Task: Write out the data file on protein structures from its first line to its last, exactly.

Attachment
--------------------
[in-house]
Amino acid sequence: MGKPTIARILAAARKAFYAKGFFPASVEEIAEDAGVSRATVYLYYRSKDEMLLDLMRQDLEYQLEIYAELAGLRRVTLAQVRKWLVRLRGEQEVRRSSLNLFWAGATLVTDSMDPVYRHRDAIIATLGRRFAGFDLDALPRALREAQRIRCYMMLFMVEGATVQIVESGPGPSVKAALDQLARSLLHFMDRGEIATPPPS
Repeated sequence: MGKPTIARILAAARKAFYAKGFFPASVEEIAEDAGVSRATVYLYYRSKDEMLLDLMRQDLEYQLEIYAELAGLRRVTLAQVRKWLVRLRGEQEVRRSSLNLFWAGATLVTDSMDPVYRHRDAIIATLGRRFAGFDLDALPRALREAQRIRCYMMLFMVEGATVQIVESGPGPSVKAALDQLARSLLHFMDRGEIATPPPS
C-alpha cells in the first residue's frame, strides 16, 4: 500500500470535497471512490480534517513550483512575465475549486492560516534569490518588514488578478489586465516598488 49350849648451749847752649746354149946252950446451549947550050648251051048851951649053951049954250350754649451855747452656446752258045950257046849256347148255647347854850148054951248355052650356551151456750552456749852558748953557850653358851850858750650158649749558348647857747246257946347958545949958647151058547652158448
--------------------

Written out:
[in-house]
Amino acid sequence: MGKPTIARILAAARKAFYAKGFFPASVEEIAEDAGVSRATVYLYYRSKDEMLLDLMRQDLEYQLEIYAELAGLRRVTLAQVRKWLVRLRGEQEVRRSSLNLFWAGATLVTDSMDPVYRHRDAIIATLGRRFAGFDLDALPRALREAQRIRCYMMLFMVEGATVQIVESGPGPSVKAALDQLARSLLHFMDRGEIATPPPS
Repeated sequence: MGKPTIARILAAARKAFYAKGFFPASVEEIAEDAGVSRATVYLYYRSKDEMLLDLMRQDLEYQLEIYAELAGLRRVTLAQVRKWLVRLRGEQEVRRSSLNLFWAGATLVTDSMDPVYRHRDAIIATLGRRFAGFDLDALPRALREAQRIRCYMMLFMVEGATVQIVESGPGPSVKAALDQLARSLLHFMDRGEIATPPPS
C-alpha cells in the first residue's frame, strides 16, 4: 500500500470535497471512490480534517513550483512575465475549486492560516534569490518588514488578478489586465516598488 49350849648451749847752649746354149946252950446451549947550050648251051048851951649053951049954250350754649451855747452656446752258045950257046849256347148255647347854850148054951248355052650356551151456750552456749852558748953557850653358851850858750650158649749558348647857747246257946347958545949958647151058547652158448